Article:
Purpose of review: Circadian variation is commonly seen in healthy people; aberration in these biological rhythms is an early sign of disease. Impaired circadian variation of blood pressure (BP) has been shown to be associated with greater target organ damage and with an elevated risk of cardiovascular events independent of the BP load. The purpose of this review is to examine the physiology of circadian BP variation and propose a tripartite model that explains the regulation of circadian BP.
Recent findings: The time-keeper in mammals resides centrally in the suprachiasmatic nucleus. Apart from this central clock, molecular clocks exist in most peripheral tissues including vascular tissue and the kidney. These molecular clocks regulate sodium balance, sympathetic function and vascular tone. A physiological model is proposed that integrates our understanding of molecular clocks in mice with the circadian BP variation among humans. The master regulator in this proposed model is the sleep-activity cycle. The equivalents of peripheral clocks are endothelial and adrenergic functions. Thus, in the proposed model, the variation in circadian BP is dependent upon three major factors: physical activity, autonomic function, and sodium sensitivity.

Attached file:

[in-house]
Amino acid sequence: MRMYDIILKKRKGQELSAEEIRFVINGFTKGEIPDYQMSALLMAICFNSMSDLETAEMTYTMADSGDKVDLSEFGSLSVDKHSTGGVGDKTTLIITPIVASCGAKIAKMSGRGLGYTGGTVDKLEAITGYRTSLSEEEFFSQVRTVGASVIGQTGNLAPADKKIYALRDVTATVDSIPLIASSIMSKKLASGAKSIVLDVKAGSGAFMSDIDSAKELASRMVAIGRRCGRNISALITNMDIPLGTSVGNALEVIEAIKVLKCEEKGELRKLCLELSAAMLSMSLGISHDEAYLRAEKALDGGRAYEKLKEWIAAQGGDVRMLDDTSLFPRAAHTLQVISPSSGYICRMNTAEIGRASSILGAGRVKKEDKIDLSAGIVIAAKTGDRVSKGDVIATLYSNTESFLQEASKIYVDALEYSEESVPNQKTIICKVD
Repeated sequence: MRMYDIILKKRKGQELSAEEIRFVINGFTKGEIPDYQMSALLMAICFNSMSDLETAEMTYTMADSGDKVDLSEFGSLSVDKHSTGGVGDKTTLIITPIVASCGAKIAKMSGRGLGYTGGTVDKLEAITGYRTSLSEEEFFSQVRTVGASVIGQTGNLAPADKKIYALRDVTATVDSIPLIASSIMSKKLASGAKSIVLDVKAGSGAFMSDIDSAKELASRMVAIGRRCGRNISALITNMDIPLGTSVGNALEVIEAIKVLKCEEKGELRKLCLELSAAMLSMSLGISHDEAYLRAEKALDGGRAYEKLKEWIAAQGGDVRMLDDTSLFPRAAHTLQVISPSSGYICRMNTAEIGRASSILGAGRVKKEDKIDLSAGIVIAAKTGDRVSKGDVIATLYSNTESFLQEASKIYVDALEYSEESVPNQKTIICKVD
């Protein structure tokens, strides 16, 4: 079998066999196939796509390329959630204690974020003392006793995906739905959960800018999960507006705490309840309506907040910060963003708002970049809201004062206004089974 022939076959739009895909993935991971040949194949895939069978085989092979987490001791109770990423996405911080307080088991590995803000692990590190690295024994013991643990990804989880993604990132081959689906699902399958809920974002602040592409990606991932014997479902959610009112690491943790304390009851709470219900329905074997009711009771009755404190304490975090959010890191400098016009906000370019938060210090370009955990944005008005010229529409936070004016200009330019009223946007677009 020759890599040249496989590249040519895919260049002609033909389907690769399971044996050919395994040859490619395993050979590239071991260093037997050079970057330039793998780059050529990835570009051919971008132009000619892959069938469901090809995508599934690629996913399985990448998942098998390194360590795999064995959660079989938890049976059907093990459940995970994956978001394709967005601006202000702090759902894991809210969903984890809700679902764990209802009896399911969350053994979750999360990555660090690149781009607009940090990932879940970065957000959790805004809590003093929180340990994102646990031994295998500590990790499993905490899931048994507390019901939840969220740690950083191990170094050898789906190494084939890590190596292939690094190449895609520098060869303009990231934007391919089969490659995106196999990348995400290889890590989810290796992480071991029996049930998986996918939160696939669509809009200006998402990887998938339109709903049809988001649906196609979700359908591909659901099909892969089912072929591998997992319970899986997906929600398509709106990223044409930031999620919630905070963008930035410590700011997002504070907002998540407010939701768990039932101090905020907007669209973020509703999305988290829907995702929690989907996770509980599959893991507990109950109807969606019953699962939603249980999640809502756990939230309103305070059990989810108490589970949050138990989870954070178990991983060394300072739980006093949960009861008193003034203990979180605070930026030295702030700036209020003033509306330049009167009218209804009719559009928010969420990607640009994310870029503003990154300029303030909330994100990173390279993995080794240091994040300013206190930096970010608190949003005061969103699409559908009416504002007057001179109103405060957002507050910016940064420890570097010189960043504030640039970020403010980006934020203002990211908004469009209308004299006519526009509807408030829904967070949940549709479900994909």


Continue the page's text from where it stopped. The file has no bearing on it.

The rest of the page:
Summary: The integrated consideration of physical activity, autonomic function, and sodium sensitivity appears to explain the physiology of circadian BP variation and the pathophysiology of disrupted BP rhythms in various conditions and disease states. Our understanding of molecular clocks in mice may help to explain the provenance of blunted circadian BP variation even among astronauts.